“My seventh graders will love this book!”
“Do you think spirit bears are real?”
“I liked the voice of the main character but was the problem solved in a realistic manner?”
These are some of the discussions heard as my Teachers As Readers (TAR) group meets, sipping a glass of wine and discussing the latest book we have read. Teaching children to read isn’t just about spelling and grammar. Sharing the joy of reading should be a huge part of what we do as teachers. One of the most pleasant ways for teachers to become familiar with good books is to read to them! And what better way than by forming a TAR group in your school. Teachers As Readers are book groups that meet, on a social basis, to read and discuss Young Adult (YA) novels.
As a writer, I loved joining my book group because it made me a much more critical reader. Now I have to analyze why I like a story or what I didn’t like about a character. Gayla Clark is an educator who has been instrumental in starting up TAR groups for 16 years. “I like to stretch my mind,” she says, “to read books I would never have chosen on my own and hearing diverse interpretations of them. The social aspect is also rewarding.”
A TAR group can meet in any comfortable setting: your local children’s book store, a library meeting room, a member’s home, even a restaurant or a quiet corner in a cozy pub. Start by inviting teachers in your school or from across your district. Invite a public librarian, parents, a local bookseller. Having up to ten or twelve members is great since not all of them will make it to each meeting.
Alexa Parker teaches children’s literature and belongs to a TAR group. “I like the range of people in the group,” she says. “Some are teachers, some are retired, some are librarians but all of us love to read YA novels.” Belonging to a TAR group has affected her reading in a positive manner. “I pay more attention to style and plot. I mark sections I want to discuss during our meetings.”
Set a meeting day and time that best suits most people. This can be shortly after school or during the evening. Most TAR groups meet once a month. Next, decide on titles to read. You will need access to 10 or 12 copies of the same book so select titles that are readily available in libraries or can be ordered in paperback. Ask teacher/librarians for recommended titles. These can come from Best Books for Kids & Teens catalogue (Canadian Children’s Book Centre), Red Cedar lists and other award-winning lists such as ALA and Newbery. Select six to ten titles—one for each of the next six to ten months.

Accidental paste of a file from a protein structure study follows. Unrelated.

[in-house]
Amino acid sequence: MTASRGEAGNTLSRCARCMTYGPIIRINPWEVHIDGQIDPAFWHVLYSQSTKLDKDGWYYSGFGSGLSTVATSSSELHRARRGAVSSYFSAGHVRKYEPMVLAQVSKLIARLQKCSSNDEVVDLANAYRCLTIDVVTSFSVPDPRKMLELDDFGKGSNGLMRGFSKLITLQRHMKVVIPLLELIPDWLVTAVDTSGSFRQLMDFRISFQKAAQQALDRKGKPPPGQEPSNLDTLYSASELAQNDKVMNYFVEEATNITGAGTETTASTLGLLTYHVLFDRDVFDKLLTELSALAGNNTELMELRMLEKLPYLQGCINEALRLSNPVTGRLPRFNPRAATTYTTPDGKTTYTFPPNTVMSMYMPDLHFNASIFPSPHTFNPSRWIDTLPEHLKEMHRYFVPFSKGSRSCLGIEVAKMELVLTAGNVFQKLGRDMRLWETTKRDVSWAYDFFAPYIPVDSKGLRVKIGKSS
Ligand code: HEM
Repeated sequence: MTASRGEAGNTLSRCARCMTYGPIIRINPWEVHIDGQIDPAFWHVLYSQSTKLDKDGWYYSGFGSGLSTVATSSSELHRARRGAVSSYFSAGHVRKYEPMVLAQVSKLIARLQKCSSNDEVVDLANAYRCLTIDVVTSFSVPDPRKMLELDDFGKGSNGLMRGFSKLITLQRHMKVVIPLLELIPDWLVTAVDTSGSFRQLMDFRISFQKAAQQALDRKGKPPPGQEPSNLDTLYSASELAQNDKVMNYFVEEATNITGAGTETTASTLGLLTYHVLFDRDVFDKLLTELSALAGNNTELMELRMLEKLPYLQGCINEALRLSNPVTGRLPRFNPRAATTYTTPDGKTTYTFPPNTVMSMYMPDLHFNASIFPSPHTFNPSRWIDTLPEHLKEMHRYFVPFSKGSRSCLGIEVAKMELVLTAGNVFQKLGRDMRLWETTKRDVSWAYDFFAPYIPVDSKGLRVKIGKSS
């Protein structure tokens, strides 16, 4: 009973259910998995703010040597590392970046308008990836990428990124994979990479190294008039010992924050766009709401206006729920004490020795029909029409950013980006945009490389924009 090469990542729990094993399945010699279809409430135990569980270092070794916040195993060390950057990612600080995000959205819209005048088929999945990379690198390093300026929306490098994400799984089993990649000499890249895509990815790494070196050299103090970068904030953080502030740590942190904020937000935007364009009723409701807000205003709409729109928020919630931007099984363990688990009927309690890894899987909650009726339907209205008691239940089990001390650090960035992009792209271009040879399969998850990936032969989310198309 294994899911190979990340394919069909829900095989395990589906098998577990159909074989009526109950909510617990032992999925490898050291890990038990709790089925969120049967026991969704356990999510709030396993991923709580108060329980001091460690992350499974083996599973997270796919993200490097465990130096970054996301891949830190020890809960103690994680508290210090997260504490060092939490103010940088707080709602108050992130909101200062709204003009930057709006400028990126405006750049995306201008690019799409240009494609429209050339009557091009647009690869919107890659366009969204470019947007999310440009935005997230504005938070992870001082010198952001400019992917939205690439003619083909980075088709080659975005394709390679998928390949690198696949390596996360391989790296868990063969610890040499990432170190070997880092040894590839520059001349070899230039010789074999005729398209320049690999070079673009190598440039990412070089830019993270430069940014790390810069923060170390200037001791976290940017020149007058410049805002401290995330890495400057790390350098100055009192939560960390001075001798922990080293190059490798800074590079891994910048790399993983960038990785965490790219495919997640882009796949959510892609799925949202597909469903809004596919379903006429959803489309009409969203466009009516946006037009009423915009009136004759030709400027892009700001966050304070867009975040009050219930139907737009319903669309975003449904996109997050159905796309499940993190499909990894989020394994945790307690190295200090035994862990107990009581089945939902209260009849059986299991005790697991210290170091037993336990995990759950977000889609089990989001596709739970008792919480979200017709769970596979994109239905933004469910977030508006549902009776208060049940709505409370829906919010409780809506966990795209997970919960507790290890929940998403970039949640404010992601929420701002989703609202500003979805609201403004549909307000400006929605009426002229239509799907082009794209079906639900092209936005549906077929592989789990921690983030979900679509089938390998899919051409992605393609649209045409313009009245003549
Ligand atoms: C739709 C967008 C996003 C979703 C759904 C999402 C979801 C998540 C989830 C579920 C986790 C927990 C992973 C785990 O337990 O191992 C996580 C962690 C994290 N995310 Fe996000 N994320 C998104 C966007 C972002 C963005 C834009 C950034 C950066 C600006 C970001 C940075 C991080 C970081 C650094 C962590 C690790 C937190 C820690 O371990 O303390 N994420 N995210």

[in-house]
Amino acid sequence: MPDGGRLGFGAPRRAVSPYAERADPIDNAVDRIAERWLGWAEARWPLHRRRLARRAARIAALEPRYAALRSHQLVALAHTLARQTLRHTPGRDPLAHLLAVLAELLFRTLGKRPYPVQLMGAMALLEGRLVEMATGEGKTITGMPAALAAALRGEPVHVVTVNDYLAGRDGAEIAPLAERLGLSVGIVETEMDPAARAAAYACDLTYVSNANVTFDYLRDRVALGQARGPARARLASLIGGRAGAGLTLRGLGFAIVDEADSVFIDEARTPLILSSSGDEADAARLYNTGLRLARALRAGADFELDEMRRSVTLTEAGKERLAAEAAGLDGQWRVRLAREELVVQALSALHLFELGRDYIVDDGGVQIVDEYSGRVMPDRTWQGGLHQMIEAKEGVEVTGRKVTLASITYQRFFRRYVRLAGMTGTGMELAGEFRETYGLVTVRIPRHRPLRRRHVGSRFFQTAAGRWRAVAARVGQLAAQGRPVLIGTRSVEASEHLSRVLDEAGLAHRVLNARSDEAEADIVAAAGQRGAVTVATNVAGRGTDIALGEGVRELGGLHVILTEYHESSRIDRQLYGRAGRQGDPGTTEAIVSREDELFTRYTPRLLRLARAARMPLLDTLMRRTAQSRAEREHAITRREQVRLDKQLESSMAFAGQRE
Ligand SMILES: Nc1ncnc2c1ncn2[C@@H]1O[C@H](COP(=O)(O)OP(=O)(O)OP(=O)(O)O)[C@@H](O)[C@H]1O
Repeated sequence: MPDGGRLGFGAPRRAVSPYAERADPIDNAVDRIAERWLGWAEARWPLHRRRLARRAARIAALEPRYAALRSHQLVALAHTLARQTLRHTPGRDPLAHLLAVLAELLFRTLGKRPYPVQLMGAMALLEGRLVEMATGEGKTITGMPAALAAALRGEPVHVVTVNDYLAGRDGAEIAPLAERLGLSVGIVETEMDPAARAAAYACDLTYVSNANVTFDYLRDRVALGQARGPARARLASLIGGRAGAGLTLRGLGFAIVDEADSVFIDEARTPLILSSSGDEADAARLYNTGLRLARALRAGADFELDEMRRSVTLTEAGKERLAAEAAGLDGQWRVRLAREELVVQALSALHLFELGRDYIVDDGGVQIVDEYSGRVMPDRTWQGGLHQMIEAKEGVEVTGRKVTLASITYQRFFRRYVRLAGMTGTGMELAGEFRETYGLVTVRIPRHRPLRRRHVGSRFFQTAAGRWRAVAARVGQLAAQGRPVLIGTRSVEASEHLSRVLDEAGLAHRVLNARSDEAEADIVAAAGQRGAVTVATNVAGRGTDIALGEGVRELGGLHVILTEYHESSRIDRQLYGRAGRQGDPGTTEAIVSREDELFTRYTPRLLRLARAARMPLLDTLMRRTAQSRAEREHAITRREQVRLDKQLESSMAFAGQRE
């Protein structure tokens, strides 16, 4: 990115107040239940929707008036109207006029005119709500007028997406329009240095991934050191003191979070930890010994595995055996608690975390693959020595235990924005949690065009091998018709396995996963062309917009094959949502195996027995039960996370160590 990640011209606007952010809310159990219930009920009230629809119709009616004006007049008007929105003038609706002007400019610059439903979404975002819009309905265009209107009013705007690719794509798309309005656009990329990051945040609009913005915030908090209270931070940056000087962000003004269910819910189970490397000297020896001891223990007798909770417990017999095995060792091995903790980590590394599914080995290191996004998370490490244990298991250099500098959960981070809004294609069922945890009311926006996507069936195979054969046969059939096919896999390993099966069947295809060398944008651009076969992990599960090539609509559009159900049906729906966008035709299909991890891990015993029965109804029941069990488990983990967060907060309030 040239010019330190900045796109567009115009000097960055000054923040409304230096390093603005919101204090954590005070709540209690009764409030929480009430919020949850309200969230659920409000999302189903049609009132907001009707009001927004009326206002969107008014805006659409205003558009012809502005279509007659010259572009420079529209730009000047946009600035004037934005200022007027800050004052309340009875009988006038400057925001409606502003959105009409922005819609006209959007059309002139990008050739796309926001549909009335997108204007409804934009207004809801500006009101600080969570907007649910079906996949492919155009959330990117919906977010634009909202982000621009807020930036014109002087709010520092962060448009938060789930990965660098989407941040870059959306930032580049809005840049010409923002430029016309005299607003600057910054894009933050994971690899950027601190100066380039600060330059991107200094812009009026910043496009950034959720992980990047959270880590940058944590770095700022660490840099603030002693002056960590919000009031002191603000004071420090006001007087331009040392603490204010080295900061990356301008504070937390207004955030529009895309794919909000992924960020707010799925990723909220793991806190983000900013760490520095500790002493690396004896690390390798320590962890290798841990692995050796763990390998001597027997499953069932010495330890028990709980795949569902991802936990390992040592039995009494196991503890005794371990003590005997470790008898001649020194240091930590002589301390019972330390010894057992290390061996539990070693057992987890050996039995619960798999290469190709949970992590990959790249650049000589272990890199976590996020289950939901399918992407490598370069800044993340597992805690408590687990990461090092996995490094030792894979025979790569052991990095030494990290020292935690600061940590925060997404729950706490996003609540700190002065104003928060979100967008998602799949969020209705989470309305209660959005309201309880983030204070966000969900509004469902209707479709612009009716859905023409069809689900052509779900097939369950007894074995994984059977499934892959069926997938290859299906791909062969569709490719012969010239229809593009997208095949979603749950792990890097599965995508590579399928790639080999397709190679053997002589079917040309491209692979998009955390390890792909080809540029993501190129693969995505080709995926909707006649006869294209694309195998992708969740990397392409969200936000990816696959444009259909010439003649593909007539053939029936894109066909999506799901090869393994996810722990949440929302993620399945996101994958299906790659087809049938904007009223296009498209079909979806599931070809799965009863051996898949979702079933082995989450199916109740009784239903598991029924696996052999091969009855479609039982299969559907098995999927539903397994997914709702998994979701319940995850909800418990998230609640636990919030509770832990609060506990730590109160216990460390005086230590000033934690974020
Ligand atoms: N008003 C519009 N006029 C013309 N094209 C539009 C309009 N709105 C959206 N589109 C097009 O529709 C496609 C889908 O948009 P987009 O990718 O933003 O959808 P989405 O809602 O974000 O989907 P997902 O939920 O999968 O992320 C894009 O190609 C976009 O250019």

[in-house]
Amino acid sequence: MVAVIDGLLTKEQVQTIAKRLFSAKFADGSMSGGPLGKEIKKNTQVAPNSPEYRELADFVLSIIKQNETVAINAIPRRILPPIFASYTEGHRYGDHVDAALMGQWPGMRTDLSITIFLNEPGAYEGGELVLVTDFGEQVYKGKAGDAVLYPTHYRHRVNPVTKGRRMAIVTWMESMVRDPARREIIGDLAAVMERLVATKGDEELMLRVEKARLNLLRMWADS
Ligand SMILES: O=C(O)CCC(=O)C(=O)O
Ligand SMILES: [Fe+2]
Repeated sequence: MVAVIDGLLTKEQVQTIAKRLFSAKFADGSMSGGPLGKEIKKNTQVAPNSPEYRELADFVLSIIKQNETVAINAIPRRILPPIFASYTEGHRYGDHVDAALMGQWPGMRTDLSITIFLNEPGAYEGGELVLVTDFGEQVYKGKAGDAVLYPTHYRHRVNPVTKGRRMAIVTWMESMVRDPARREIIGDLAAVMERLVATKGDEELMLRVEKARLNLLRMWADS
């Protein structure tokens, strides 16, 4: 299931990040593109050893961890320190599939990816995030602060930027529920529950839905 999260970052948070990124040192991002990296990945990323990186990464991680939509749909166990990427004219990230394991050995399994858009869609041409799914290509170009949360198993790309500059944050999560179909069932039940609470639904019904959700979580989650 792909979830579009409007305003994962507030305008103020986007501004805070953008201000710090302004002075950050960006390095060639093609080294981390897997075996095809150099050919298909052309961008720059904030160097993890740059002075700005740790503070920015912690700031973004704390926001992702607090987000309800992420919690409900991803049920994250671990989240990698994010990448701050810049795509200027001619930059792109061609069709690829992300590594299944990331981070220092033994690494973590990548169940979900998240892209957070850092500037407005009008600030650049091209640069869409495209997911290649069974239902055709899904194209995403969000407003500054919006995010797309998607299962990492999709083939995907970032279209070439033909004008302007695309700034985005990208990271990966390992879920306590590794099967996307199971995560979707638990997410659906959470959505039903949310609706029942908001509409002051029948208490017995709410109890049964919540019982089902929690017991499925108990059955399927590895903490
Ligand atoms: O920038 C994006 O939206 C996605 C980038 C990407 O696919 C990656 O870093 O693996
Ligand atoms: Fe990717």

TAR group members agree that they are better equipped to recommend books to their students. Reading and discussing YA novels gives teachers an understanding of what is out there and helps them discover titles and authors that their students will be interested in.
Sharing the joy of a book is contagious. And once your students are hooked on good books, the sky is the limit!
Starting a TAR Group
- Invite about 10 others, including teachers, librarians, parents, any booklovers.
- Select a comfortable meeting place.
- Set a monthly meeting day and time.
- Decide mutually on titles to read for the next several months.
- Set guidelines for listening and discussion skills.
- Read and enjoy!
Teachers As Readers starter kit with video, IRA (http://marketplace.reading.org)
Find Recommended Titles Here
Recommended YA Novels
After River by Donna Milner
Alphabet of Dreams by Susan Fletcher
Amazing Grace by Megan Shull
Among the Hidden by Margaret Peterson
Another Kind of Cowboy by Susan Juby
Cages by Peg Kehret
Chanda’s Wars by Allan Stratton
Corps of the Bare-Boned Plane by Polly Horvath
Daughter of War by Marsha Skrypuch
Dooley Takes The Fall by Norah McClintock
Flood by James Heneghan.
Gotcha by Shelley Hrdlitschka
Gravity Journal by Gail Sidonie Sobat
Grist by Heather Waldorf Haddix
Hubcaps and Puppies by Rosemary Nelson
I Heard the Owl Call My Name by Margaret Craven
Island of the Aunts by Eva Ibbotson
Jesse’s Star by Ellen Schwartz
Keturah & Lord Death by Martine Leavitt
Little Brother by Corey Doctorow
Log Jam by Monica Hughes
Mountain Girl/River Girl by Ting-Xing Ye
No Fixed Address by Maureen Bayless
Peter and the Starcatchers by Dave Barry and Ridley Pearson
Surviving The Applewhites by Stephanie S. Tolan
The Baby Project by Sarah Ellis
The Blue Helmet by William Bell
The Breadwinner by Deborah Ellis
The Devil’s Arithmetic by Jane Yolen
The Droughtlanders: Book One in Triskelia Series by Carrie Mac
The End of the World as We Know It by Lesley Choyce
The Freedom of Jenny by Julie Burtinshaw
The Smell of Paint by Sheryl McFarlane
The Song of Kahunsha by Anosh Irani
The Space Between by Don Aker
The Story of My Life by Farah Ahmedi
The Warrior’s Daughter by Holly Bennett
Throwaway Daughter by Ting-Xing Ye and William Bell
Torn Away by James Heneghan
Tweaked by Kathryn Holubitsky
Voices by Eric Walters & Deborah Ellis
What’s a Serious Detective Like Me Doing in Such a Silly Movie? by Linda Bailey
Witch’s Fang by Heather Kellerhals-Stewart
Ysabel by Guy Gavriel Kay
ABOUT THE AUTHOR
Margriet Ruurs is the author of 28 books for children. She conducts author presentations in schools around the country. MARGRIETRUURS.COM
This article is from Canadian Teacher Magazine’s March 2010 issue.